Tag Archives: fish

Something Fishy about Some “Common Knowledge”

Did you make any New Year’s resolutions for 2011? If you did, you likely made at least one involving what you eat. Maybe you decided to go on a weight-loss diet. Maybe you decided to cut back on your intake of less-than-healthy foods or drinks. Or maybe you just decided to eat better: more vegetables and fruit, less meat, more whole grains…

But one oft-recommended dietary improvement presents a problem: eating more fish. Without a doubt, fish is an excellent food, particularly because it is so rich in Omega 3 fatty acids, which have been shown to have positive effects on heart and immune health, as well as anti-inflammatory effects. But some kinds of seafood are also rich in something that has no business being in your body: mercury. So the question becomes: Do the nutritional benefits of fish outweigh the risks of ingesting mercury?

The common refrain is, “Yes, they do,” but seldom do you hear any evidence to back the claim. Rather, the benefits are touted and the risks are downplayed, sidestepping the fact that mercury – a potent neurotoxin – is not something a person should be taking into their body at all. It is a poison. It’s why, as a dentist, I refuse to place mercury amalgam fillings, and why a good amount of my practice involves removing amalgam and helping people heal from the ravages of mercury poisoning.

The common refrain also rests on a fallacy: It presumes that all kinds of seafood are alike in their mercury content. This simply isn’t true. While many fish and shellfish are fairly low in mercury, some – such as albacore tuna, tuna steaks and halibut – contain quite a lot of it.

Ideally, then, you want to avoid the kinds of fish that tend to be high in mercury and opt for those that are low.

To this end, the Mercury Policy Project – a nonprofit group working to eliminate the use of mercury in dentistry and other fields – has put together a helpful guide to low-mercury fish (PDF; a guide listing higher mercury seafood, as well, is available here). Print it out and keep with you for reference when you shop or go out to eat. Safest options include shrimp, tilapia, salmon and freshwater trout. “Below average” options include pollock, sole, catfish and squid.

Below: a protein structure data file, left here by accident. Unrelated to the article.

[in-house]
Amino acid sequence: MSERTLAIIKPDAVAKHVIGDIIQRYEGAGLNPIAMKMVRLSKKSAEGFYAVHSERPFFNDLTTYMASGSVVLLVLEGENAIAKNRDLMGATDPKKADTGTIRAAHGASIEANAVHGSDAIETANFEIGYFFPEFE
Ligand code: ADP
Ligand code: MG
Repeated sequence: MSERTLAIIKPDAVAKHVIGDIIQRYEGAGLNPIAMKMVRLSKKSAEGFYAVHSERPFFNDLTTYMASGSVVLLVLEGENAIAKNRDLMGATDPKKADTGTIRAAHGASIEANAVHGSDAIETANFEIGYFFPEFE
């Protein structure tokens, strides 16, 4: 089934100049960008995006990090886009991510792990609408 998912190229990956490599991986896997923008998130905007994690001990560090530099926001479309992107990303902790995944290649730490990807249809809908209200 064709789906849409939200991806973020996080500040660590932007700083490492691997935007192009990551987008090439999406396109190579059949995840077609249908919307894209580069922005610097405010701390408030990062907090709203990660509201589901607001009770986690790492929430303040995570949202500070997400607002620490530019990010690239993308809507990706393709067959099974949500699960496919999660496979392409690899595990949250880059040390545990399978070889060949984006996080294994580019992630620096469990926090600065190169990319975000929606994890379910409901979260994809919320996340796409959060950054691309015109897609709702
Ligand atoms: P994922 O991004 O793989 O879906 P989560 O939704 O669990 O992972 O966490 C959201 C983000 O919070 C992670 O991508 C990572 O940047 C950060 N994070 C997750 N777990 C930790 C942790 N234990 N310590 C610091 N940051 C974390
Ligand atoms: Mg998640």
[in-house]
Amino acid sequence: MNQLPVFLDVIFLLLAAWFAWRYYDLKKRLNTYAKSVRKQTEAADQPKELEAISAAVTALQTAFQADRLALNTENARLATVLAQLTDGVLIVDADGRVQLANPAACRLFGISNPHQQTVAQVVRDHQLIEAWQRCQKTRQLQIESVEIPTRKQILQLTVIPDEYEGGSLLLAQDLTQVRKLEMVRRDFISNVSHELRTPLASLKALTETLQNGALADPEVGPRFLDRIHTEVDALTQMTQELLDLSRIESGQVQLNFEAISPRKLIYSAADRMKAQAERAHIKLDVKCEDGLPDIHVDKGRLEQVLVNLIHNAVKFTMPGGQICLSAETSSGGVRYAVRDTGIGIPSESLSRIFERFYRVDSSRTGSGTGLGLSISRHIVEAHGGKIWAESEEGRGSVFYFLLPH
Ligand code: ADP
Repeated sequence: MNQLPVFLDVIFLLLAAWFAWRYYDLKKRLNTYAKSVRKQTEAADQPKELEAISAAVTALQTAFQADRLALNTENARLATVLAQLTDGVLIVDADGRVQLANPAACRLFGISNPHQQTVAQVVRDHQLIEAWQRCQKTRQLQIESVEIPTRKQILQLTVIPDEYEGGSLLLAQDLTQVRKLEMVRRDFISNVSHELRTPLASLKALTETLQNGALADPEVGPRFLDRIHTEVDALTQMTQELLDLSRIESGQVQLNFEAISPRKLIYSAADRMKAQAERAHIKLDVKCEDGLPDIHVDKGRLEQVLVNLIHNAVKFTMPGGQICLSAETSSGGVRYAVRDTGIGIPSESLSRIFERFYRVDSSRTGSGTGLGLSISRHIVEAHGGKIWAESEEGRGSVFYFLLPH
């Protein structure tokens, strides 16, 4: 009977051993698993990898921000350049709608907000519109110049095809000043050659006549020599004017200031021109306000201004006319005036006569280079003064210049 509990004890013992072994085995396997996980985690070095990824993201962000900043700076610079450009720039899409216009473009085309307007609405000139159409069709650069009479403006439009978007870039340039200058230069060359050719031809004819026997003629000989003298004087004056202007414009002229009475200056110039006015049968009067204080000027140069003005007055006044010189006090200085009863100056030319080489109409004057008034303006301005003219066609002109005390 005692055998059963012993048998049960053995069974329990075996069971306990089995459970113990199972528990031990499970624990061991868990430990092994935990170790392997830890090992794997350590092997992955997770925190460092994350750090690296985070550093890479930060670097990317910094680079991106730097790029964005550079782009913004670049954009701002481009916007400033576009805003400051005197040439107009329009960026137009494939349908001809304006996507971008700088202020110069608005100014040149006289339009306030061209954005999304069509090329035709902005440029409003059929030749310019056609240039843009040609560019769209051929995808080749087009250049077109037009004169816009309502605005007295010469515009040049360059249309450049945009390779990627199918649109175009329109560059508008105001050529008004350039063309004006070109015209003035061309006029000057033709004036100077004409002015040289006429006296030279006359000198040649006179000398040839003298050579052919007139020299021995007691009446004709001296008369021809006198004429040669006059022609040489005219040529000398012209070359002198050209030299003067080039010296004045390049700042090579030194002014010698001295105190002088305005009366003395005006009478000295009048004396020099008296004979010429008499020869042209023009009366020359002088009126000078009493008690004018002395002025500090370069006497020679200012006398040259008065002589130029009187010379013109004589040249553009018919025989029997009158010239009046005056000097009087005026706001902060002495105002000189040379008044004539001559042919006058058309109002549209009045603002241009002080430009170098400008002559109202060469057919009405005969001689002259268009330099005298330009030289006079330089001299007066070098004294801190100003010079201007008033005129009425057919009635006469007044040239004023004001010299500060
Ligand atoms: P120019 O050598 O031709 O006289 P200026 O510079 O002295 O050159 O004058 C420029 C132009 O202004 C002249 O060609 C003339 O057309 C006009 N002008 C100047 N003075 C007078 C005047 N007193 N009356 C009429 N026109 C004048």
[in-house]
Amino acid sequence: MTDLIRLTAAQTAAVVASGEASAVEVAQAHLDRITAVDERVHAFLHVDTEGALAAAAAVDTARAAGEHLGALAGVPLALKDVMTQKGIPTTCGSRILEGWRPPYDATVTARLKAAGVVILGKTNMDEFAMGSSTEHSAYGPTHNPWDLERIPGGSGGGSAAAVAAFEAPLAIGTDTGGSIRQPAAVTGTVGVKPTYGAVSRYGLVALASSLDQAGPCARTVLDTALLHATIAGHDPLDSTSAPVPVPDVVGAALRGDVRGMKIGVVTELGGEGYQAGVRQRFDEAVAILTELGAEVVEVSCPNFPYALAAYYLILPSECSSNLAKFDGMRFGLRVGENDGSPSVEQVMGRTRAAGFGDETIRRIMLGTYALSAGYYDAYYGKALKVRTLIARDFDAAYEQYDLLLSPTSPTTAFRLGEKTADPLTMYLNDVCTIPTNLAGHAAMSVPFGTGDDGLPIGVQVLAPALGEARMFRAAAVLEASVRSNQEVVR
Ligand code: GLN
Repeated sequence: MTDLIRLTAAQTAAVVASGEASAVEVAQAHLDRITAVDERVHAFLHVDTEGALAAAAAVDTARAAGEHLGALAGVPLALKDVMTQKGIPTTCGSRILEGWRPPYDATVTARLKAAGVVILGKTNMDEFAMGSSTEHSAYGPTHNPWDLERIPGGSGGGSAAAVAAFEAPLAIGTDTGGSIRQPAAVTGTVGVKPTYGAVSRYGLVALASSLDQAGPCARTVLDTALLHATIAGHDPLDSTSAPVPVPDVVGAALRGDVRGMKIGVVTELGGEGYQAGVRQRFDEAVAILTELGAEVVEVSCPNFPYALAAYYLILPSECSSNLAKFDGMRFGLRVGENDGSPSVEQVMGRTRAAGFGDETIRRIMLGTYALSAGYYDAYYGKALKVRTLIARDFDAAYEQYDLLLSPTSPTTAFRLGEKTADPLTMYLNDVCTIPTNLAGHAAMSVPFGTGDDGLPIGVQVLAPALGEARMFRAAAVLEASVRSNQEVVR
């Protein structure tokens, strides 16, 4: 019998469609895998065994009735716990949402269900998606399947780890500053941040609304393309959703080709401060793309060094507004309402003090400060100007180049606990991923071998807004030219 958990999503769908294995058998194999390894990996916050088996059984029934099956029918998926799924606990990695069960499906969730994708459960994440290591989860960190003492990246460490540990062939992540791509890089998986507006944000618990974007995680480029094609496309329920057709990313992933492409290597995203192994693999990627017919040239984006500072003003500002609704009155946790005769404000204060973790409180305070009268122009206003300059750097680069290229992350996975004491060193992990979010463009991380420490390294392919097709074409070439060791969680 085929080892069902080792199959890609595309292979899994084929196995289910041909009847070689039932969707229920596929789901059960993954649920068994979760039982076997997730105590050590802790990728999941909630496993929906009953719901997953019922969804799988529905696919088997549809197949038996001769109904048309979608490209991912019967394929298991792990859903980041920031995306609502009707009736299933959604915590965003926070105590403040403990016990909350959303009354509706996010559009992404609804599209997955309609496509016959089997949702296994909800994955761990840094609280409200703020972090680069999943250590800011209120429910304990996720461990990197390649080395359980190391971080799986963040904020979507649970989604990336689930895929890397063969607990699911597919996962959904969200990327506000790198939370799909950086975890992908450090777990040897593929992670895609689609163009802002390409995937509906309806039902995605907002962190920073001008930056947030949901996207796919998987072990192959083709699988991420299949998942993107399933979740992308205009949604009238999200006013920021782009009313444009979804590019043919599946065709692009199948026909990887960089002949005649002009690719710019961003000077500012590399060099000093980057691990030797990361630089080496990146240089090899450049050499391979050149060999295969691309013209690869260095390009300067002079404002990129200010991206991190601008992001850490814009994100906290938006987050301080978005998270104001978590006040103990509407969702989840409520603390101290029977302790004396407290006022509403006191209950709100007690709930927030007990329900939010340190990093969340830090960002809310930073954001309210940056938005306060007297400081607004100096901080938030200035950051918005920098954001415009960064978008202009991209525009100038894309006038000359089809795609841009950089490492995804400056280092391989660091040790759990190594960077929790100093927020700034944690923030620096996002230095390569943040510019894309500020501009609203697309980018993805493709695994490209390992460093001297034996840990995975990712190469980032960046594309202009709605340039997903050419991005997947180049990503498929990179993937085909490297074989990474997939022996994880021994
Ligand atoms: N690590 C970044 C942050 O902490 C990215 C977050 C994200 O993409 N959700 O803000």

To learn more about the facts about mercury contaminated fish, check out the MPP’s dedicated site, Mercury and Fish: The Facts.

Image by palestrina55, via Flickr


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Stopping Gum Disease Naturally – New Study Shows Key Role for Fatty Acids from Fish, Nuts

A diet full of fish and nuts – foods rich in polyunsaturated fatty acids (PUFAs) – goes a long way to keeping people’s smiles healthy, according to a new study.

Looking at the diets of 182 adults, researchers found that those who consumed the highest amount of n-3 fatty acids were 30% less likely to develop gum disease and 20% less likely to develop periodontitis (severe gum disease).

Lead author Dr Asghar Z. Naqvi of Boston’s Beth Israel Deaconess Medical Center says, “We found that n-3 fatty acid intake, particularly docosahexaenoic acid (DHA) and eicosapentaenoic acid (EPA) are inversely associated with periodontitis in the US population.

“To date, the treatment of periodontitis has primarily involved mechanical cleaning and local antibiotic application. A dietary therapy, if effective, might be a less expensive and safer method for the prevention and treatment of periodontitis.”

Commenting on the study, Chief Executive of the British Dental Health Foundation, Dr Nigel Carter, said, “Most people suffer from gum disease at some point in their life. What people tend not to realize is that it can actually lead to tooth loss if left untreated, and in this day and age, most people should be able to keep all their teeth for life.

“This study shows that a small and relatively easy change in people’s diet can massively improve the condition of their teeth and gums, which in turn can improve their overall well being.”

The study was published in the November issue of the Journal of the American Dietetic Association.

“n-3 Fatty Acids and Periodontitis in US Adults” (Abstract)

Adapted from a British Dental Health Foundation media release.

Images by cobalt123 and s58y via Flickr


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Filed under Diet & Nutrition, Periodontal health